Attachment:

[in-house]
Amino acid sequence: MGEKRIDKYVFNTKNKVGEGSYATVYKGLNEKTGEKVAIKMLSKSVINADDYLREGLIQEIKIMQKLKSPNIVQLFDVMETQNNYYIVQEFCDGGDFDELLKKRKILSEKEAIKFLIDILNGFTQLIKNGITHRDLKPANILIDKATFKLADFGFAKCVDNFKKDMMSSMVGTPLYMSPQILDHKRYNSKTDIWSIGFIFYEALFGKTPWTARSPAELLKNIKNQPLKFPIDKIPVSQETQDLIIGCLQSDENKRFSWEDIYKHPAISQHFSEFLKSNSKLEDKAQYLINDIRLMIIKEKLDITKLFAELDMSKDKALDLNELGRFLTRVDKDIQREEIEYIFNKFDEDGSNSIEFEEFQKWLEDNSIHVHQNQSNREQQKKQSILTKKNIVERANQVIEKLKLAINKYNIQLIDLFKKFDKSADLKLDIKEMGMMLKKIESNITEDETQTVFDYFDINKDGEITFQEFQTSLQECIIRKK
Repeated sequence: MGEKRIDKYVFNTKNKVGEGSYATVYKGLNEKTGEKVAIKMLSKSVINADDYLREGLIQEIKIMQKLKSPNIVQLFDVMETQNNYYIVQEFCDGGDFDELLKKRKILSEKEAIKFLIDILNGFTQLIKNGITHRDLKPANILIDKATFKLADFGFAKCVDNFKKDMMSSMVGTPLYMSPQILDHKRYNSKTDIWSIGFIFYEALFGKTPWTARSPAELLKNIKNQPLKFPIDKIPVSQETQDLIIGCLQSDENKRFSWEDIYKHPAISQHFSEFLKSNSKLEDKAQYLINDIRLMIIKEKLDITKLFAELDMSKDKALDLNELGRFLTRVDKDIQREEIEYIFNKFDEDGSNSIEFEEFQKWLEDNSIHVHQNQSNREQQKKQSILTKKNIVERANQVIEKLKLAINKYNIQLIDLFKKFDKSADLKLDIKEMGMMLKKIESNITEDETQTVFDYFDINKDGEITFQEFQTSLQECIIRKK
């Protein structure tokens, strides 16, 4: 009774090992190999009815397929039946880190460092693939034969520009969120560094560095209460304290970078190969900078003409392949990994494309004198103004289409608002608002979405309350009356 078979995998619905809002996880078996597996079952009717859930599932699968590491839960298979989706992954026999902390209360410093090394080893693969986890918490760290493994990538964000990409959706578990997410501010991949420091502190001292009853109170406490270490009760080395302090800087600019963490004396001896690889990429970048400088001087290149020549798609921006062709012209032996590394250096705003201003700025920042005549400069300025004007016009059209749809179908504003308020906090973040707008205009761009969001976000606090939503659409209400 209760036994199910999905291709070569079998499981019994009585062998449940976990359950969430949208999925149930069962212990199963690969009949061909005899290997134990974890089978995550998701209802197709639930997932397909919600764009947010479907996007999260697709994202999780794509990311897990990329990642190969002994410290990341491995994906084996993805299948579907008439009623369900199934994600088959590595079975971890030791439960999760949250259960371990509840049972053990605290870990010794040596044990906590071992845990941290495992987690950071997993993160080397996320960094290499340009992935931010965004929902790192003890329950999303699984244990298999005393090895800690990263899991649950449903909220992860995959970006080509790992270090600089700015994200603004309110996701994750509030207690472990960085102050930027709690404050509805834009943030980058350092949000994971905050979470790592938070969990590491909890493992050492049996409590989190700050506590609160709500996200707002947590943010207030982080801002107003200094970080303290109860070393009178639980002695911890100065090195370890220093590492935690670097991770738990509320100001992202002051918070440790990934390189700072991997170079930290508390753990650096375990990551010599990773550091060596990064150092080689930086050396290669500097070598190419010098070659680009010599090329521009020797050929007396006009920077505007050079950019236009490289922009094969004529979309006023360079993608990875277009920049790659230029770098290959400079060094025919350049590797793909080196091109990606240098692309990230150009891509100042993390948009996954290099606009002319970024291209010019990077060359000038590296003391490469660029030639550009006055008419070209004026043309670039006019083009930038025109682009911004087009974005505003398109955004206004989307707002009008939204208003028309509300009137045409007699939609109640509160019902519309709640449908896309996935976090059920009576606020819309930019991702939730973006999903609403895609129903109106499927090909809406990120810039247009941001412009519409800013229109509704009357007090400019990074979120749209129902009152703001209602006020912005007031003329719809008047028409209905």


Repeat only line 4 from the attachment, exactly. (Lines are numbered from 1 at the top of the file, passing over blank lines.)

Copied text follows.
């Protein structure tokens, strides 16, 4: 009774090992190999009815397929039946880190460092693939034969520009969120560094560095209460304290970078190969900078003409392949990994494309004198103004289409608002608002979405309350009356 078979995998619905809002996880078996597996079952009717859930599932699968590491839960298979989706992954026999902390209360410093090394080893693969986890918490760290493994990538964000990409959706578990997410501010991949420091502190001292009853109170406490270490009760080395302090800087600019963490004396001896690889990429970048400088001087290149020549798609921006062709012209032996590394250096705003201003700025920042005549400069300025004007016009059209749809179908504003308020906090973040707008205009761009969001976000606090939503659409209400 209760036994199910999905291709070569079998499981019994009585062998449940976990359950969430949208999925149930069962212990199963690969009949061909005899290997134990974890089978995550998701209802197709639930997932397909919600764009947010479907996007999260697709994202999780794509990311897990990329990642190969002994410290990341491995994906084996993805299948579907008439009623369900199934994600088959590595079975971890030791439960999760949250259960371990509840049972053990605290870990010794040596044990906590071992845990941290495992987690950071997993993160080397996320960094290499340009992935931010965004929902790192003890329950999303699984244990298999005393090895800690990263899991649950449903909220992860995959970006080509790992270090600089700015994200603004309110996701994750509030207690472990960085102050930027709690404050509805834009943030980058350092949000994971905050979470790592938070969990590491909890493992050492049996409590989190700050506590609160709500996200707002947590943010207030982080801002107003200094970080303290109860070393009178639980002695911890100065090195370890220093590492935690670097991770738990509320100001992202002051918070440790990934390189700072991997170079930290508390753990650096375990990551010599990773550091060596990064150092080689930086050396290669500097070598190419010098070659680009010599090329521009020797050929007396006009920077505007050079950019236009490289922009094969004529979309006023360079993608990875277009920049790659230029770098290959400079060094025919350049590797793909080196091109990606240098692309990230150009891509100042993390948009996954290099606009002319970024291209010019990077060359000038590296003391490469660029030639550009006055008419070209004026043309670039006019083009930038025109682009911004087009974005505003398109955004206004989307707002009008939204208003028309509300009137045409007699939609109640509160019902519309709640449908896309996935976090059920009576606020819309930019991702939730973006999903609403895609129903109106499927090909809406990120810039247009941001412009519409800013229109509704009357007090400019990074979120749209129902009152703001209602006020912005007031003329719809008047028409209905």